Croatian islands keep surprising with all the wonders they’ve been keeping secret for thousands of years.
In July, experts from the Archaeology department of the University of Zadar uncovered 3500 year-old artefacts in the Zadar archipelago; two months later, 2000 year-old amphoras were presented to the public on Mljet island.
Today we’re heading to Dugi otok, a Dalmatian island that houses a nature park in Telašćica bay. Apart from the incredible scenery, the park boasts a priceless fund of historical heritage, and the archaeologists recently discovered one more site to add to the already impressive range.
Nature Park Telašćica published a post on their Facebook page to announce the 10-day excavation process has been completed, resulting in a wondrous discovery on the Gruh – Sveti Ivan site. It turned out that the medieval necropolis they discovered last year wasn’t all the site had to offer, as they uncovered another layer below that dates back to late antiquity, preceded by an even older site from the classical ancient period.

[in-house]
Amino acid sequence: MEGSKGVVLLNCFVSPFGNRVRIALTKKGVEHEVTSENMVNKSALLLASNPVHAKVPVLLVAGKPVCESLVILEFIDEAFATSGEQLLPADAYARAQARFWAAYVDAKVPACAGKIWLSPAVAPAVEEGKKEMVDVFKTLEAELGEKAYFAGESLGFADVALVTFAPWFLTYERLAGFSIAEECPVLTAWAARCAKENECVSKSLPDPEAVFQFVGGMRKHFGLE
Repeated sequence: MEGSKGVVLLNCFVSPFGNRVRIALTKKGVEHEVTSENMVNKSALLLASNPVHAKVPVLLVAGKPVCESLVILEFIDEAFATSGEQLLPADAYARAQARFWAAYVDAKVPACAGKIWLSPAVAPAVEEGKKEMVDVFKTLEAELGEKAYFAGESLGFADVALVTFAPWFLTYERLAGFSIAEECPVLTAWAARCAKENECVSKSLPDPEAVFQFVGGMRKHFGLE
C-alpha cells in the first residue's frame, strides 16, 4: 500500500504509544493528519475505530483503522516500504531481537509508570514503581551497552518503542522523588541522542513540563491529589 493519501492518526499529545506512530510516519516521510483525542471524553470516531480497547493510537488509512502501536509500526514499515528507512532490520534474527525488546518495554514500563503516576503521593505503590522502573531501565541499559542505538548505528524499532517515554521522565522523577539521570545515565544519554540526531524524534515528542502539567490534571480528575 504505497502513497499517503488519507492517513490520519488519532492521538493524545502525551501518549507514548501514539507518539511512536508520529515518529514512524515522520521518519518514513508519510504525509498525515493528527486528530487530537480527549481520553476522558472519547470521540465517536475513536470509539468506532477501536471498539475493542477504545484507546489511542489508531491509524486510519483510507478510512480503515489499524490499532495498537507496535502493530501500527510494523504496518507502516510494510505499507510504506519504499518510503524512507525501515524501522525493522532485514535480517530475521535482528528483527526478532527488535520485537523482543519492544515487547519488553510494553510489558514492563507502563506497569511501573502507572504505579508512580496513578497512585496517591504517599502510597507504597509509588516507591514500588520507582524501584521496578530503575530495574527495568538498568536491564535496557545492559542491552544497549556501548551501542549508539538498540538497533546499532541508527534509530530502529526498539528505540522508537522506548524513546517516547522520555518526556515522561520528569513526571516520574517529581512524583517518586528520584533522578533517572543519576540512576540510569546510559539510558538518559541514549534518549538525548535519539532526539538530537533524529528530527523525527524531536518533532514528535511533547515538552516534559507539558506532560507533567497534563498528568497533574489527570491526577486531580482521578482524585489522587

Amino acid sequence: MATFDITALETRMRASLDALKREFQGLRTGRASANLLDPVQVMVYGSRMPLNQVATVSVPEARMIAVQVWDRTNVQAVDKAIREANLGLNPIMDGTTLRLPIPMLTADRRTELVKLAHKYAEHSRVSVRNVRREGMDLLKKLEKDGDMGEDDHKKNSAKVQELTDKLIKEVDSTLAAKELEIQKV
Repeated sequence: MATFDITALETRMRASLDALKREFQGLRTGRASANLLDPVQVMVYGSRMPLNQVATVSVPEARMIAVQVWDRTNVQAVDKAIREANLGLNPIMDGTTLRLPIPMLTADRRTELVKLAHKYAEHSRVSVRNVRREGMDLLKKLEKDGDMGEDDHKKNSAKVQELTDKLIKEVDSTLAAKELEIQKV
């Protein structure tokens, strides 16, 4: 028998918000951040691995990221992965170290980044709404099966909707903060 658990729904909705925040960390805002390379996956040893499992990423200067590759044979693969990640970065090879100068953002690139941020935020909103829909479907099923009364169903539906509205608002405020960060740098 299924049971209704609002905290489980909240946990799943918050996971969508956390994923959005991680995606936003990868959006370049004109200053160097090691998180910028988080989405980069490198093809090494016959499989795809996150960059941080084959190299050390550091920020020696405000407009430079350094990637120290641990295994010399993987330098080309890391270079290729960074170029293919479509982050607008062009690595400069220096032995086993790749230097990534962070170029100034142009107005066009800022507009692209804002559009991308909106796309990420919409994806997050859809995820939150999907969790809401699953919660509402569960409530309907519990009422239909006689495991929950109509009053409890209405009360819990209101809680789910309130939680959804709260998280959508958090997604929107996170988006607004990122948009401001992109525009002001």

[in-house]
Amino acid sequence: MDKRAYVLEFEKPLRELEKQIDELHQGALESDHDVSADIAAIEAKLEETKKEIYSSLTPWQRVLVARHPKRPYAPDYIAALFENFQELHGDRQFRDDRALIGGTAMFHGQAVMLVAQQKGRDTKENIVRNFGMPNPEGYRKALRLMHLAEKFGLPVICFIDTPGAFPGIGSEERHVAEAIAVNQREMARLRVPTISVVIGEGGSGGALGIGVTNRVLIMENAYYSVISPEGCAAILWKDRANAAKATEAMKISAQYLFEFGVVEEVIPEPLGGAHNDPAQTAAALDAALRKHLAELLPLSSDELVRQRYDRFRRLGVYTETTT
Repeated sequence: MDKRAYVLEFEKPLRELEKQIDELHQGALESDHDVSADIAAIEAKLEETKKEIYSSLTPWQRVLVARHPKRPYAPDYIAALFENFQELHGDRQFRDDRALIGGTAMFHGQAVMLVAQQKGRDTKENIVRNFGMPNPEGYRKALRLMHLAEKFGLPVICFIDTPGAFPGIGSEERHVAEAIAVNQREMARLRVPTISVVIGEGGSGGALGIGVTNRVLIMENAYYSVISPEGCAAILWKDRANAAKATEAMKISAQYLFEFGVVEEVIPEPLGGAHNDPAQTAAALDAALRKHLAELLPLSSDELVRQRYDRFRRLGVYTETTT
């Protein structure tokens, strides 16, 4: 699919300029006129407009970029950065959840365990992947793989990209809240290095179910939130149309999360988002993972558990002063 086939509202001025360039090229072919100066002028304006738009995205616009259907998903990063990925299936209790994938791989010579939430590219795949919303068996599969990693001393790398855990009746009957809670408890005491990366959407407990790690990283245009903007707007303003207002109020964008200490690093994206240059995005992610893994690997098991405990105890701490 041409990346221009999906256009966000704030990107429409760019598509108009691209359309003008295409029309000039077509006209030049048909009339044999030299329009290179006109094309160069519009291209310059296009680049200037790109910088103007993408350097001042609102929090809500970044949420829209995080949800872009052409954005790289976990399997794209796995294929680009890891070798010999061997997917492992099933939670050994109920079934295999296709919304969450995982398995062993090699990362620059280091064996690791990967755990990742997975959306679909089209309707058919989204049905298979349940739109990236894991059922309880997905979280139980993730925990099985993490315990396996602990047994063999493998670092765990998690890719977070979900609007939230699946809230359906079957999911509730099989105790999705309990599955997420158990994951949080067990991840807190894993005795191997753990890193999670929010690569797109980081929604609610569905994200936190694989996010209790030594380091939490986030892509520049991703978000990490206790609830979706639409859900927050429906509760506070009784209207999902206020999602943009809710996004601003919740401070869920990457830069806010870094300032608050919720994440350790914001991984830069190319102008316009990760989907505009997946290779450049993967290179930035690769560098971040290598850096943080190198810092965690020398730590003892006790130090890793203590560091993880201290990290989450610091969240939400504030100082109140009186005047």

The archaeologists were delighted to find an ancient thermal complex including a hypocaust, the ancient system of central heating that used to be installed in thermal baths and other similar establishments, as well as in private homes of the wealthy. The hot air circulating through clay pipes installed below the floor level or inside the walls would warm up the space, making for a significant improvement of people’s living conditions.
Apart from the hypocaust, experts uncovered a large number of other artefacts such as ceramics, metal tools and ancient glass objects. The site on Dugi otok now becomes one of the more important archaeological sites in Croatia, as it stands witness to continued development of settlements on the coast from the ancient period to the Middle Ages.
You can see more photos from the site in the post below:
Photo credit: Park prirode Telašćica